Hospitals in Permanent Decline?

Philip Betbeze, for HealthLeaders Media, February 11, 2008

The evidence is tough to ignore. Compared to 20 years ago, hospitals face enormous business headwinds, as we've chronicled in HealthLeaders magazine over the past eight years and in this space more recently. The development and popularity of alternative sites of care, periodic reimbursement cuts, hospitals' seeming inability to collect from delinquent patients...the list of business challenges to hospitals goes on and on.

The number of total hospitals has dropped by more than 1,000 since 1980. Inpatient admissions per 1,000 in population have been falling for 25 years. Employer-based healthcare coverage has been declining for eight years, from 69 percent in 2000 to around 60 percent now. Add to that a president and, to a lesser extent, a Congress who seem intent on holding the line on Medicare and Medicaid reimbursement despite the pain that hospitals are feeling.

I went to a Nashville Health Care Council meeting a couple weeks ago where a panel of Wall Street analysts trotted out these statistics to an audience that had surely heard them before. The council brings in five or so healthcare analysts every January to talk about their prospects for the healthcare sector. They don't exclusively focus on hospitals, of course--the healthcare universe is much more inclusive--but it seemed they all had something negative to say about the industry's near-term prospects. Wayne Smith, the plain-spoken and jocular CEO of Community Health Systems and the chairman of the board at the council, looked on in dismay, it seemed. But looks can be deceiving.

You can miss some signs of success by gazing at the big picture.

Despite all these headwinds, Community's results and its bullishness on the long-term prognosis for the hospital industry is evident not by what the company says, necessarily, but by its actions. Community clearly sees this period as a time of retrenchment, but also of opportunity. The company snapped up Triad Hospitals for $5.1 billion last summer and assumed $1.7 billion in Triad's debt to boot. It leveraged up to do so. A CEO who wants to succeed long-term doesn't buy assets that he thinks will decline in value, and he certainly doesn't borrow money to do it.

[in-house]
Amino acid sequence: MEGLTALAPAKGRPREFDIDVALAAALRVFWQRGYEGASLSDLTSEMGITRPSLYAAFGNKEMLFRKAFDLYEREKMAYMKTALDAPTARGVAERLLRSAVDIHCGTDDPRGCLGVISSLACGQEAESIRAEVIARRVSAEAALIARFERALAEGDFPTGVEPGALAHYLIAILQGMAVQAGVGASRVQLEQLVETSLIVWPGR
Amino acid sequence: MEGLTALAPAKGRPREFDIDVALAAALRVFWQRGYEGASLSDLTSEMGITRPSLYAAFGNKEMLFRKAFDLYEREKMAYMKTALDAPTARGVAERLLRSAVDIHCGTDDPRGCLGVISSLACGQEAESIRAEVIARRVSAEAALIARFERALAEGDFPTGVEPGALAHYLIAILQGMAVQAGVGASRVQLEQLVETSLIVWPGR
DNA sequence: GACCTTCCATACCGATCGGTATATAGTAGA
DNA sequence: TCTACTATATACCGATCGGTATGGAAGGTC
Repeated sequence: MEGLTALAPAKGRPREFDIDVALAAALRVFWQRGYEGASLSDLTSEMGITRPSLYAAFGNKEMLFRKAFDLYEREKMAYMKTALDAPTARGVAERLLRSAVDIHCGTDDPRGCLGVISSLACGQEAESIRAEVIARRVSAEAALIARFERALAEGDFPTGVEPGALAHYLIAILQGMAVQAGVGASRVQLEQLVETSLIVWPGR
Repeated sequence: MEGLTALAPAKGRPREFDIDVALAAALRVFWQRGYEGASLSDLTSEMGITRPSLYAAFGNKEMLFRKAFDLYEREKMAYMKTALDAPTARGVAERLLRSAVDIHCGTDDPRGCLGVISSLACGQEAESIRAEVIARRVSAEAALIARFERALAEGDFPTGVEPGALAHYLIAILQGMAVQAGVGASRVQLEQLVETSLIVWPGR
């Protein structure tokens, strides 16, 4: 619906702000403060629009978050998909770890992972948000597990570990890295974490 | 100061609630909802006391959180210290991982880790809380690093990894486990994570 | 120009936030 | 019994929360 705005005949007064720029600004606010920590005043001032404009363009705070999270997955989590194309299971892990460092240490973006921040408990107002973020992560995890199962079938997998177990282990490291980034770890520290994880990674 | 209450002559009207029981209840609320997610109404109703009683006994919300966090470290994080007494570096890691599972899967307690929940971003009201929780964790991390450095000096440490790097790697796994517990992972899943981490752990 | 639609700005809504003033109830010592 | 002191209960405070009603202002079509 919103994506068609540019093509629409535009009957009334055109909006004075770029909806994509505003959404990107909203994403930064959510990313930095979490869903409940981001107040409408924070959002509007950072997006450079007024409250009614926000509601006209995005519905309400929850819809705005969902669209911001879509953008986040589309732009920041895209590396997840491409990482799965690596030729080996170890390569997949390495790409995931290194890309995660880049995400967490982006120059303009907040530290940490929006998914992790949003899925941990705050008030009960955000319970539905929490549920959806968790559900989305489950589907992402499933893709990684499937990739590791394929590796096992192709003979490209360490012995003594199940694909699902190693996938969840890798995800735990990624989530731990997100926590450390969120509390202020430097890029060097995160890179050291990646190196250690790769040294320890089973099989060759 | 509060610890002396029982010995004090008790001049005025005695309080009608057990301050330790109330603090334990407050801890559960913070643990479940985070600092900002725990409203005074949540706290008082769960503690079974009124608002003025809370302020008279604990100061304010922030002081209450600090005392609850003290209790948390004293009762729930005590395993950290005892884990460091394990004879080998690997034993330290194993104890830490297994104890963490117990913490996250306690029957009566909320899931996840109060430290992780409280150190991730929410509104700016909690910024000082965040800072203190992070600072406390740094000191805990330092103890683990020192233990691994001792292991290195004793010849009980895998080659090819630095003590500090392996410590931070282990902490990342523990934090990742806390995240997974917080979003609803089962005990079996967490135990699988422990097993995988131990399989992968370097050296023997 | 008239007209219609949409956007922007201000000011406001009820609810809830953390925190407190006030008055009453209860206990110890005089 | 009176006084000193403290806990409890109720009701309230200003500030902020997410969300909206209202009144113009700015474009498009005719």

The public markets don't buy it, however. Community's stock has declined by around 25 percent since the deal was announced amid a general economic downturn. But the public markets have been wrong before. Clearly, those who know something about acquiring and successfully operating hospitals see value that most others don't. HCA borrowed to get away from the public markets, paying $33 billion, and leveraging its balance sheet severely about 18 months ago to concentrate on its knitting, so to speak, and bide its time until the markets are more receptive and the business climate for hospitals turns more hospitable. Its leadership has done this before to great success, and I wouldn't bet against them this time.

There's more.

It took a little more than six months for the old Triad management team to resurface with its old business model--partnering with nonprofit hospitals in a joint venture model that Wall Street clearly hadn't bought into--a business model that partly forced its sale to CHS last summer. At Legacy Hospital Partners, James T. "Denny" Shelton and his former team from Triad have an initial $500 million stake to play with from private equity firm CCMP Capital Advisors LLC, and new debt will push that figure to $1.5 billion. They don't plan to sit on that money. And a relatively new hospital company, Capella Healthcare, recently spent $315 million to buy nine hospitals from CHS. Tom Anderson, Capella's president, tells me that the "opportunities are significant."

Yes, the opportunities are there. Despite all the headwinds that hospitals face currently, there is a tipping point where hospitals as a sector turn around. Savvy investors aren't saying much with their mouths, but their money is doing plenty of talking. Hospital companies, their leaders and their numerous investors are putting their money where their mouths aren't, betting that tipping point is closer than the rest of us think.

Philip Betbeze is finance editor with HealthLeaders magazine. He can be reached at
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